There comes a point in every athlete’s career when they know they are at the end.
Tyrone Prothro is not there yet.
For every year he’s had to create himself in the Madden video game series, and for every weekend in the fall he’s spent off the clock, he’s had even more time to dream about a once-promising future that now hardly seems possible.
“I would give anything to be able to step back on the field and score just one more touchdown,” he said. “That would make my life.”
It has been five years to the day since a broken leg prevented the former Alabama wide receiver from holding onto his third touchdown catch against fifth-ranked Florida. As the Gators return to Tuscaloosa for the first time since the injury this weekend, Prothro still holds hope that the famous play was not his last.
“It was never told to me that I would never be able to play again,” he said. “I’m not going to ever say I’m not going to play. I still believe that one day I will be able to step foot back on the football field and woo the crowd like I used to.”
Prothro was having the game of his life, and Alabama was putting together perhaps its most dominant performance since the Bear Bryant era.
With a 28-point lead and nine minutes remaining in that 2005 game, the Crimson Tide wanted to take one more shot on a fourth-and-5 from the Florida 27-yard line. Alabama wanted one more statement against the No. 5 team in the country in a game some thought could be the first step towards bringing the program back to prominence.
“It was all the starters’ last play,” said Prothro, who had 134 receiving yards and two touchdowns in the game. “The DBs were playing aggressive, so we called a hitch-and-go. I had him beat by at least five yards.”
But an underthrown ball allowed Florida cornerback Dee Webb to catch up and bump Prothro while he was in the air. After an awkward landing, a Bryant-Denny crowd that had been erupting all game was suddenly in a silent shock.
“I felt like people just started praying for him,” said Vivian Prothro, Tyrone’s mother, who was in the stands along with three other family members. “I was amazed at how much these people loved my son.”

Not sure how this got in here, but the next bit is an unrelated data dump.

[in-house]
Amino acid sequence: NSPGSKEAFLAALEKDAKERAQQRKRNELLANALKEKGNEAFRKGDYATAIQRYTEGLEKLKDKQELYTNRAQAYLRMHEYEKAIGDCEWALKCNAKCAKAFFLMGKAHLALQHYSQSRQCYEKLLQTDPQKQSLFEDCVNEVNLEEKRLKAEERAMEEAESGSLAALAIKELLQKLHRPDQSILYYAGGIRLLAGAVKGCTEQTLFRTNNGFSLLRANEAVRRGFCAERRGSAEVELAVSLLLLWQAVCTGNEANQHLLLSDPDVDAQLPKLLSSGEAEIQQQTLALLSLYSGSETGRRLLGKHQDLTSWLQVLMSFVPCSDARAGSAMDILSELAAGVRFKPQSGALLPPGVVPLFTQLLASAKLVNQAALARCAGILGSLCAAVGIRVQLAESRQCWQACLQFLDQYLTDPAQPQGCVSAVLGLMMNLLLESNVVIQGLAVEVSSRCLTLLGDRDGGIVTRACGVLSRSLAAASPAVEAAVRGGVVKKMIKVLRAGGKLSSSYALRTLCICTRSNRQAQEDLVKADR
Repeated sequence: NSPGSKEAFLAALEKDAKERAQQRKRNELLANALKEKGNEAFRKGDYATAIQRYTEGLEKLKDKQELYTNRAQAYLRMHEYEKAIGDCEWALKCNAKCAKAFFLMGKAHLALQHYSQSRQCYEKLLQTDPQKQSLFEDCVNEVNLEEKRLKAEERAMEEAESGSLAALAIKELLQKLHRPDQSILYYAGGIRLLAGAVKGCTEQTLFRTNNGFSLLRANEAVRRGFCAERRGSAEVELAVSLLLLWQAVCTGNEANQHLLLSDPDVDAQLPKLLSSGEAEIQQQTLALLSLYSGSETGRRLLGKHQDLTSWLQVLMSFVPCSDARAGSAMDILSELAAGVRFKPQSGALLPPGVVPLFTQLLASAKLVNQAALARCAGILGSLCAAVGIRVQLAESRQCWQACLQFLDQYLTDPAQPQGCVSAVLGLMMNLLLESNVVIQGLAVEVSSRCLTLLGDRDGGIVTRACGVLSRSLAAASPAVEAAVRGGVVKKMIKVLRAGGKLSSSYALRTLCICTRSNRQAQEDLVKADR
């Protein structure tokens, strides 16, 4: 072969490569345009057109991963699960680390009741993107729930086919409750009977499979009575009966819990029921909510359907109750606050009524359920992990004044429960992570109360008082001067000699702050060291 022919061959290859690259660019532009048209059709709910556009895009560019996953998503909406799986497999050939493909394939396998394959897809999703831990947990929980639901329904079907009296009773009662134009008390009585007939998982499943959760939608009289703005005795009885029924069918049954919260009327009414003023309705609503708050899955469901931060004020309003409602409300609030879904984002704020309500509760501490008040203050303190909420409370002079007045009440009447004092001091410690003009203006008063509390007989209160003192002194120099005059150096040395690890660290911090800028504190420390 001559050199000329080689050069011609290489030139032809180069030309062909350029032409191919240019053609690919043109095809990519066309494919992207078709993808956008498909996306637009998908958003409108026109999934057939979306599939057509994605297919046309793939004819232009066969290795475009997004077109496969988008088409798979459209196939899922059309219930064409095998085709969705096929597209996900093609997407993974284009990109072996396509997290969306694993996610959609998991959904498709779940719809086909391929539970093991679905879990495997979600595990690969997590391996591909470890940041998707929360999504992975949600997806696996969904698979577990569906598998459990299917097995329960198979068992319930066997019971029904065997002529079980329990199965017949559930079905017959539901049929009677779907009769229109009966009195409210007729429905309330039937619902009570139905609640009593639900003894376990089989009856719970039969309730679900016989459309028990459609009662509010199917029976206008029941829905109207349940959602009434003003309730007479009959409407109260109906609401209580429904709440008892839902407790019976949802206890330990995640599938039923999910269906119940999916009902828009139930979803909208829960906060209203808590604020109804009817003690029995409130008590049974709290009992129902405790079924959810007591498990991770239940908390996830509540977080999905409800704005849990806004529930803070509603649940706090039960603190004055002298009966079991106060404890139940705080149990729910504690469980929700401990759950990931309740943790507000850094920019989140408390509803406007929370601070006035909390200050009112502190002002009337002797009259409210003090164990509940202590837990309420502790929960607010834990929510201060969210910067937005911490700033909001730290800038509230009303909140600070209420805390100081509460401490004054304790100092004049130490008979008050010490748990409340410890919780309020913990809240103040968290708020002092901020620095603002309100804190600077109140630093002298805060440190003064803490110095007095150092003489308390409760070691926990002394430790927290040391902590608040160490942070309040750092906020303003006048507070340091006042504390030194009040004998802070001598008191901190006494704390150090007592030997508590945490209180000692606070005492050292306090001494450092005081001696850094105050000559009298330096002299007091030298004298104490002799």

Although it certainly didn’t look good, nobody knew at the time that Prothro had broken the tibia and fibula in his left leg, an injury that would end his Alabama career.
“When it first happened, we were just praying that he hurt his ankle or something,” former Alabama fullback LeRon McClain said. “We didn’t know it was to the extreme like that.”
Even Prothro had no idea how serious it was. As a cart carried him off the playing field for the final time, the Tide’s most electric player lifted his hands. He motioned the crowd to break its silence, allowing everybody, including himself, to believe that everything was going to be OK.
Prothro’s next 26 days were spent undergoing surgeries, lying in hospital beds and watching a once-potent Alabama offense go flat.
In Alabama’s five games with Prothro in 2005, the Tide scored at least three touchdowns. In the next two games combined without the star, Alabama scored just one. By the end of the season, the Tide averaged 13.2 points per game more with Prothro than without him.
“He was frustrated a lot watching,” said Quintin Prothro, Tyrone’s older brother. “As a player, he looked at it like, ‘You know, I wasn’t that big of a difference.’ But in the hospital bed watching [the Ole Miss game], he was like, ‘Man, they’ve got to be able to move the ball.’”
The frustration was not confined to watching football on Saturdays, however. Every surgery performed on his leg was just another sign of the magnitude of the injury.
“The first time he cried, I jumped up and I just grabbed him,” Vivian Prothro said. “I just told him to let it all out. I was hurting, too, but I couldn’t let him see. I had to be strong for him. Whenever they took him down to his surgeries and stuff, that’s when I got my tears out.”
Vivian, who had traveled to Tuscaloosa for the game, stayed with her son the entire 26 days in the hospital and became what Tyrone called his main supporter.